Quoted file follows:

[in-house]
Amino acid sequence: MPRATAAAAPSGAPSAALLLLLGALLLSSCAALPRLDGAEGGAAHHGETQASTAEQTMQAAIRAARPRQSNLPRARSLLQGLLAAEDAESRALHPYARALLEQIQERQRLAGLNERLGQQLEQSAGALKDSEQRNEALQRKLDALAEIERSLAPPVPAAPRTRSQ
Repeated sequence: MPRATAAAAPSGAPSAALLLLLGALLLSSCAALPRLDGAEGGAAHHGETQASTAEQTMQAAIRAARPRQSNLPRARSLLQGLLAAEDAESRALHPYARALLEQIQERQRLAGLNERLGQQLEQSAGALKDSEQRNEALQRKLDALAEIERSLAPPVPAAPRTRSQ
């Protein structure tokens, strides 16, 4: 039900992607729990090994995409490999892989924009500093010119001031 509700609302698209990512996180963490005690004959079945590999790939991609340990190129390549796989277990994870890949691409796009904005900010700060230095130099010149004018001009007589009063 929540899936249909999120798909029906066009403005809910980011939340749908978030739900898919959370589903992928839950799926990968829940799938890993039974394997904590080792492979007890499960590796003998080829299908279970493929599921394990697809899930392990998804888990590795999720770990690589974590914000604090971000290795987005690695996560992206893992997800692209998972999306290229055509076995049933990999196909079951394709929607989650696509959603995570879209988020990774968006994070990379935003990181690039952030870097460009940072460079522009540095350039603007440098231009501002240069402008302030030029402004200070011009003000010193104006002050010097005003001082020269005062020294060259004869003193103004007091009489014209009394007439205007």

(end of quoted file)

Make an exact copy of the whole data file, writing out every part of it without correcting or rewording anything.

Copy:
[in-house]
Amino acid sequence: MPRATAAAAPSGAPSAALLLLLGALLLSSCAALPRLDGAEGGAAHHGETQASTAEQTMQAAIRAARPRQSNLPRARSLLQGLLAAEDAESRALHPYARALLEQIQERQRLAGLNERLGQQLEQSAGALKDSEQRNEALQRKLDALAEIERSLAPPVPAAPRTRSQ
Repeated sequence: MPRATAAAAPSGAPSAALLLLLGALLLSSCAALPRLDGAEGGAAHHGETQASTAEQTMQAAIRAARPRQSNLPRARSLLQGLLAAEDAESRALHPYARALLEQIQERQRLAGLNERLGQQLEQSAGALKDSEQRNEALQRKLDALAEIERSLAPPVPAAPRTRSQ
């Protein structure tokens, strides 16, 4: 039900992607729990090994995409490999892989924009500093010119001031 509700609302698209990512996180963490005690004959079945590999790939991609340990190129390549796989277990994870890949691409796009904005900010700060230095130099010149004018001009007589009063 929540899936249909999120798909029906066009403005809910980011939340749908978030739900898919959370589903992928839950799926990968829940799938890993039974394997904590080792492979007890499960590796003998080829299908279970493929599921394990697809899930392990998804888990590795999720770990690589974590914000604090971000290795987005690695996560992206893992997800692209998972999306290229055509076995049933990999196909079951394709929607989650696509959603995570879209988020990774968006994070990379935003990181690039952030870097460009940072460079522009540095350039603007440098231009501002240069402008302030030029402004200070011009003000010193104006002050010097005003001082020269005062020294060259004869003193103004007091009489014209009394007439205007």